Moody's expects £130bn in further losses for UK banks

Discussion in 'Wall St. News' started by ASusilovic, Sep 14, 2009.

  1. This may put a bit of a dent in the recent rally in London - Moody’s said on Monday that UK banks still have a way to go as far as losses are concerned.

    Britain’s banks are likely to record losses of at least £130bn, on top of the £110bn they’ve booked since 2007, the rating agency said. Here’s the statement in full, any emphasis FT Alphaville’s:

    London, 14 September 2009 — The fundamental credit outlook for the UK banking system remains negative, reflecting the weakness of the domestic macroeconomic environment and its likely continuing effect on the UK banks’ financial performance, says Moody’s Investors Service in its new Banking System Outlook on the UK.

    Moody’s negative outlook for the UK banking system expresses the rating agency’s view on the likely future direction of fundamental credit conditions in the industry over the next 12 to 18 months. It does not represent a projection of rating upgrades versus downgrades.

    Moody’s expects the sustained weakness of the UK macroeconomic environment to continue to feed through into higher loan arrears with ensuing pressure on profitability and capital from higher loan loss provisions and the raised cost of funding, as well as uncertainty regarding the effect of certain regulatory developments.

    “Since the start of the global financial sector crisis in 2007, the UK banking sector has absorbed losses of around GBP110 billion on loans and securities by the end of 2008, and has raised or arranged around GBP120 billion of new capital by the middle of 2009. Moody’s current rating levels incorporate its estimates of further losses of around GBP130 billion from the loan books and securities portfolios of rated UK financial institutions, on the basis of its assumptions about the performance of key asset classes, earnings and available capital,” says Elisabeth Rudman, Moody’s lead analyst for the UK banking system.

    These developments have underpinned the change in the weighted average bank financial strength rating (BFSR) of rated UK banks to C- from B over the past 12 months and the weighted average senior debt and deposit rating to Aa3 from Aa1. The ongoing pressure on earnings and capital remains the rating agency’s key analytical focus for UK financial institutions. However, Moody’s does not expect a large number of further rating downgrades in the UK over the next 12-18 months, given that it has already incorporated estimates of these risks into its ratings.

    “Importantly, government support has provided a certain amount of stability to the banking sector through large-scale capital injections, credit guarantees and support for depositors. This has resulted in relatively little change to senior debt and deposit ratings, which Moody’s expects to remain stable throughout the crisis,” explains Ms. Rudman.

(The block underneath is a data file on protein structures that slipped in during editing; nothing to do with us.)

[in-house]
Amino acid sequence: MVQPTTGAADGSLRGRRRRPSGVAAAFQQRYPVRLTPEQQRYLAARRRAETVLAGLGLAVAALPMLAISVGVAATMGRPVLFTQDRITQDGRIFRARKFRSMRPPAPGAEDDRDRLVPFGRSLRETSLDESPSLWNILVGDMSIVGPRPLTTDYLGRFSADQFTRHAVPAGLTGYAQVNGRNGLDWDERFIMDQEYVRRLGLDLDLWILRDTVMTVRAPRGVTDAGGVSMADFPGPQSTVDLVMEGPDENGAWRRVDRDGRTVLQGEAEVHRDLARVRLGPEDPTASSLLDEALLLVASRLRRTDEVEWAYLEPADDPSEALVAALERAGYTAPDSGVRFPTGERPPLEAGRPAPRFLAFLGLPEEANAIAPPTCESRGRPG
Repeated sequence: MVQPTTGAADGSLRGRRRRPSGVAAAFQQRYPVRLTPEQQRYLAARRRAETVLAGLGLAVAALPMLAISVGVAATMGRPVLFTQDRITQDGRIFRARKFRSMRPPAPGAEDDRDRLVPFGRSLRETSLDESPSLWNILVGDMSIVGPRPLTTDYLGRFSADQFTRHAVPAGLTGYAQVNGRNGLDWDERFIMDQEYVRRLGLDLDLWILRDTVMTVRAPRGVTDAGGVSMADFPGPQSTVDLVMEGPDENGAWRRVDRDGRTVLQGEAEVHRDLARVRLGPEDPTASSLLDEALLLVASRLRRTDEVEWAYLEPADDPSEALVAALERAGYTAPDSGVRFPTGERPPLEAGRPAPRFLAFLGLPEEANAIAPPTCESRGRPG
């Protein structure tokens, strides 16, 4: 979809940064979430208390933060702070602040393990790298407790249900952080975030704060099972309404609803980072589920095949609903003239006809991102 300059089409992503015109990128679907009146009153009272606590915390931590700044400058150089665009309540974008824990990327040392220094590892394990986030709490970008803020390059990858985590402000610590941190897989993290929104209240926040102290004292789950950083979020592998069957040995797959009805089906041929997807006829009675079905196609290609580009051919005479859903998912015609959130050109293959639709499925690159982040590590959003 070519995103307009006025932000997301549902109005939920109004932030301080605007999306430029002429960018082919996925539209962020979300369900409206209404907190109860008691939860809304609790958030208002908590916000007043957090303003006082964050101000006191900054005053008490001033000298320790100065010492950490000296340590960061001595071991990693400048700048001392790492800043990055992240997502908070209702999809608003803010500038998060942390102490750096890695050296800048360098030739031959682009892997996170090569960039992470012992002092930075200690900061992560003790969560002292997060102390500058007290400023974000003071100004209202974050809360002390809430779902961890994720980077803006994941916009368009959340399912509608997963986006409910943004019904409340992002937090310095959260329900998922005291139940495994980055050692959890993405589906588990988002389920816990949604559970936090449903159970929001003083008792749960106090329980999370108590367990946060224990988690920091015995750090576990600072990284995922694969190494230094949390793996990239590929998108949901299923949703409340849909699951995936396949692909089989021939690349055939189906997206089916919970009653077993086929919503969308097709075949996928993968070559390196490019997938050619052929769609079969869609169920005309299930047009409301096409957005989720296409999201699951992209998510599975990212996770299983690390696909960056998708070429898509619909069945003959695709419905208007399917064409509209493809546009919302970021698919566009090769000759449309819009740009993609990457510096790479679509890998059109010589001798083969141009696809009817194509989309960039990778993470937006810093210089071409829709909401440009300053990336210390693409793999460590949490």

However, Moody’s says that the banks will continue to face many challenges over the next couple of years as they work their way through the problems on their balance sheets. Apart from the asset quality problems and pressure on capital, UK banks face pressures on their profitability (due to the higher cost of deposits and wholesale funding) and depressed revenues. Moreover, Moody’s expects regulation and government intervention to remain a key driver for developments in the UK banking sector over the next one-to-three years. EU requirements could potentially lead to significant changes in the franchises of large banks that have received state aid.

    As a result, Moody’s may need to adjust the ratings of individual institutions that perform worse than under its base-case scenario. The rating agency adds that consolidation, particularly in the building society sector, could drive further rating changes. “Moody’s is already taking a conservative view on future developments in the economy,” says Ms. Rudman. “However, in the event of the downturn becoming significantly worse than its base-case scenario (which incorporates a 40% peak-to-trough house price fall, 60% peak-to-trough commercial property price fall and GDP contraction of 3%-4% in 2009), Moody’s could implement further downgrades of the BFSRs and possibly also the senior debt ratings of some institutions,” Ms. Rudman cautions.

    Furthermore, Moody’s says that any explicit or implicit reduction of the currently extraordinarily high probability of state support, at a time when the intrinsic strength of banks is still low, may result in Moody’s further downgrading banks’ senior debt and deposit ratings.
  2. Mvic


    Translation: Darling/King, we have you by the short hairs, don't even think of pulling back now.
  3. Lethn


    Is Moody American? If so I'm calling him out on BS because we haven't done any bailouts since there was a rage over it when they happened.

    We're probably going to have a dip but I doubt it will be anything as bad as what America is going through.